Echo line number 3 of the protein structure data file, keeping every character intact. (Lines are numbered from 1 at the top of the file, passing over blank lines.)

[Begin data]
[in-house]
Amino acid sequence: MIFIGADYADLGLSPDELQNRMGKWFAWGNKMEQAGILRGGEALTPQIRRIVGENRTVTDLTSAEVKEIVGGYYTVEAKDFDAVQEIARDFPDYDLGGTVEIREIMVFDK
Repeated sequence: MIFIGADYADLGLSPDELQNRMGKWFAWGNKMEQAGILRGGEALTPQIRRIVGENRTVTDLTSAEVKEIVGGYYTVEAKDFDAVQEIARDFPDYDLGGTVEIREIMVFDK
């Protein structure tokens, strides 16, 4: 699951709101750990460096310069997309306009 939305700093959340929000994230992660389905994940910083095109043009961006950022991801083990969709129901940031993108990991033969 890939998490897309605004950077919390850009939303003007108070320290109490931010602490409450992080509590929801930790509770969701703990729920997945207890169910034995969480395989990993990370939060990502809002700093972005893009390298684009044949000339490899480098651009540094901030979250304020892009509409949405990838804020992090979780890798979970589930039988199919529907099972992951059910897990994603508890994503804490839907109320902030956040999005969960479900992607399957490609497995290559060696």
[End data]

Repeated sequence: MIFIGADYADLGLSPDELQNRMGKWFAWGNKMEQAGILRGGEALTPQIRRIVGENRTVTDLTSAEVKEIVGGYYTVEAKDFDAVQEIARDFPDYDLGGTVEIREIMVFDK